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The State Hook
Objects in State

When we work with a set of related variables, it can be very helpful to group them in an object. Let’s look at an example!

export default function Login() { const [formState, setFormState] = useState({}); const handleChange = ({ target }) => { const { name, value } = target; setFormState((prev) => ({ ...prev, [name]: value })); }; return ( <form> <input value={formState.firstName} onChange={handleChange} name="firstName" type="text" /> <input value={formState.password} onChange={handleChange} type="password" name="password" /> </form> ); }

A few things to notice:

  • We use a state setter callback function to update state based on the previous value
  • The spread syntax is the same for objects as for arrays: { ...oldObject, newKey: newValue }
  • We reuse our event handler across multiple inputs by using the input tag’s onChange attribute to identify which input the change event came from

Once again, when updating the state with setFormState() inside a function component, we do not modify the same object. We must copy over the values from the previous object when setting the next value of state. Thankfully, the spread syntax makes this super easy to do!

Anytime one of the input values is updated, the handleChange() function will be called. Inside of this event handler, we use object destructuring to unpack the target property from our event object, then we use object destructuring again to unpack the name and value properties from the target object.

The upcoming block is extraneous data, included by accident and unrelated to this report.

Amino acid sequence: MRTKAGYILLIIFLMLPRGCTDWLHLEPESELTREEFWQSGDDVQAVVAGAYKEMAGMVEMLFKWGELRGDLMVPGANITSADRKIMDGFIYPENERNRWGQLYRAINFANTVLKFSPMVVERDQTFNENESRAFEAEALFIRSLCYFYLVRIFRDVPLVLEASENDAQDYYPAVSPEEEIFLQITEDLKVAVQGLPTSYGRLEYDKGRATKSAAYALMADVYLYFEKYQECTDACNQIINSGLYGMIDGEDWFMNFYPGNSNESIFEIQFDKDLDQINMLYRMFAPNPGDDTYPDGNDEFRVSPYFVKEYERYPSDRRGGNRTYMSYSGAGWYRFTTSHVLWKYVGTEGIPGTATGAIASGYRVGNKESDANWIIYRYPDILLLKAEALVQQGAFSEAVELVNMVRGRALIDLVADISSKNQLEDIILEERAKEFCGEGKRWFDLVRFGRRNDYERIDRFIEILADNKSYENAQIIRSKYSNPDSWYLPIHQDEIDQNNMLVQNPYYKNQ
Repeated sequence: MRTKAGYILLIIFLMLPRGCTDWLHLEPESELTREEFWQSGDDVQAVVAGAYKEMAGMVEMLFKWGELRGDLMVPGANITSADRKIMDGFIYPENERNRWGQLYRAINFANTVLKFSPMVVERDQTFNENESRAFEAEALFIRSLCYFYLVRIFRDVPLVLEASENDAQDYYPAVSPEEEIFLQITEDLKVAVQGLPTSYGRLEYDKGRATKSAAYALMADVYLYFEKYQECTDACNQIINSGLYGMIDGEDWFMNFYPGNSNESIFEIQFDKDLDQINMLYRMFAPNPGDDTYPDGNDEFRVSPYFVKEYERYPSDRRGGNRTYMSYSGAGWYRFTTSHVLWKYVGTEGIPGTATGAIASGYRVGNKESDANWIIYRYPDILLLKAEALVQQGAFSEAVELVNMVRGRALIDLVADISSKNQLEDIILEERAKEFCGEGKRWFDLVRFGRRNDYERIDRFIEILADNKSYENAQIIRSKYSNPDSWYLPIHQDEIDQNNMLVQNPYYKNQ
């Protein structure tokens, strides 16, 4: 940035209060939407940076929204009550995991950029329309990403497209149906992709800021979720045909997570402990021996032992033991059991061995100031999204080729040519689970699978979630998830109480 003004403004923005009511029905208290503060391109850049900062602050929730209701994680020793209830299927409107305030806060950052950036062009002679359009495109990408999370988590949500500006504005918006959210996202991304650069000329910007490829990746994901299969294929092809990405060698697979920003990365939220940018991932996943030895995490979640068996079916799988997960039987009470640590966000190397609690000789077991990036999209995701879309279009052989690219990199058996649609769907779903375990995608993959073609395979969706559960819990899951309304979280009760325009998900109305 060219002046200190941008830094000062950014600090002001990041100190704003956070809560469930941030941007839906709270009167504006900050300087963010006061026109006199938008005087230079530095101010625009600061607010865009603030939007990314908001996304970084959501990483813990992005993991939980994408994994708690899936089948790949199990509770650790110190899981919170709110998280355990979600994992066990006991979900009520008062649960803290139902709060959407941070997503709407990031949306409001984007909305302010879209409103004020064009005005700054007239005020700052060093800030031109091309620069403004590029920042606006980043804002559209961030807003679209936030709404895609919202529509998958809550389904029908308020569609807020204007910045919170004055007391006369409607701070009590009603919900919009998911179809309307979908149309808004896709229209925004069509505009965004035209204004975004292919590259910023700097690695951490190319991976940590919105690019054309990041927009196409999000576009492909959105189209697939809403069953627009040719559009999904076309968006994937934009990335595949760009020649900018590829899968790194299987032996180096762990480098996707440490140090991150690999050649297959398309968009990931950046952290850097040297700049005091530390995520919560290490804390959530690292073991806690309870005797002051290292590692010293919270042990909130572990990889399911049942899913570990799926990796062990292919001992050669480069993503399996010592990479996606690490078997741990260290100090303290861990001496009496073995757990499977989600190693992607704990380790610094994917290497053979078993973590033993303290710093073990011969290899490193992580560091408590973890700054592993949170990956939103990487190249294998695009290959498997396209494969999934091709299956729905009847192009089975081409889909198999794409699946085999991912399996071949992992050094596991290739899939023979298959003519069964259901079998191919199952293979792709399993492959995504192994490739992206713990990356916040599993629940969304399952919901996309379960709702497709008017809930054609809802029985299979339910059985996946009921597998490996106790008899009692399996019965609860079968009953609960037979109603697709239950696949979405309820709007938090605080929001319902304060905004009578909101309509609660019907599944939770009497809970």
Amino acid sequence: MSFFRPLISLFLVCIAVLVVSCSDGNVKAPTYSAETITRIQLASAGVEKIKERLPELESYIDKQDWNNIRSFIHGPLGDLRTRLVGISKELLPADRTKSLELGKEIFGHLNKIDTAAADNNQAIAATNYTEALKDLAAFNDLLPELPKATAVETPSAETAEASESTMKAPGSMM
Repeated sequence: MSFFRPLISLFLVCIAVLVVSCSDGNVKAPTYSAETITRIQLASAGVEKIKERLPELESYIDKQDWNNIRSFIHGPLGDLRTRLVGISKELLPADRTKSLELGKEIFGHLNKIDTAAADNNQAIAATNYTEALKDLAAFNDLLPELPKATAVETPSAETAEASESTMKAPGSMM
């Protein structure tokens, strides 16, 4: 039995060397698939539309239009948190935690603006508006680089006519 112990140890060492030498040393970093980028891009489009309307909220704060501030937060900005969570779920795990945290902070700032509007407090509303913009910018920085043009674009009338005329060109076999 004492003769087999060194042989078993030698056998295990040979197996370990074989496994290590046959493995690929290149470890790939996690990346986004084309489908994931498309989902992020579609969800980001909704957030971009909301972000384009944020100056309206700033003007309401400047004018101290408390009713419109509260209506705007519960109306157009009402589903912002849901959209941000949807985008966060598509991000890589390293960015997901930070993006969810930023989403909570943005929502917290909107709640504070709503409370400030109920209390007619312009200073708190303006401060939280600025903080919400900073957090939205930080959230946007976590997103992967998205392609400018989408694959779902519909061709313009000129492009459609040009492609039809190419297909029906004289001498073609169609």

Inside of our state setter callback function, we wrap our curly brackets in parentheses like so: setFormState((prev) => ({ ...prev })). This tells JavaScript that our curly brackets refer to a new object to be returned. We use ..., the spread operator, to fill in the corresponding fields from our previous state. Finally, we overwrite the appropriate key with its updated value. Did you notice the square brackets around the name? This Computed Property Name allows us to use the string value stored by the name variable as a property key!

Instructions

1.

Throughout our JSX, we are looking up properties stored on the profile object. On the first render, this is a problem because attempting to get the value of a property from an object that has not been defined causes JavaScript to throw an error.

To defend against these errors, let’s initialize profile as an empty object!

2.

Add the event listeners to our JSX tags to call handleChange() whenever a user types in an input field.

3.

Let’s make our handleChange() function a bit easier to read. Use object destructuring to initialize name and value in a more concise way.

4.

There’s a bug in our code! Have you noticed it? Try typing in one input, then type in a different input. What happens? Why?

Each time that we call setProfile() in our event handler, we give profile the value of a new object with the name and value of the input that most recently changed, but we lose the values that were stored for inputs with any other name.

Let’s use the spread operator to fix this bug. We want to copy over all of the values from our previous profile object whenever we call our state setter function. Use prevProfile as the argument for our state setter callback function.

5.

Add an event listener to call our handleSubmit() function when the user submits the form.

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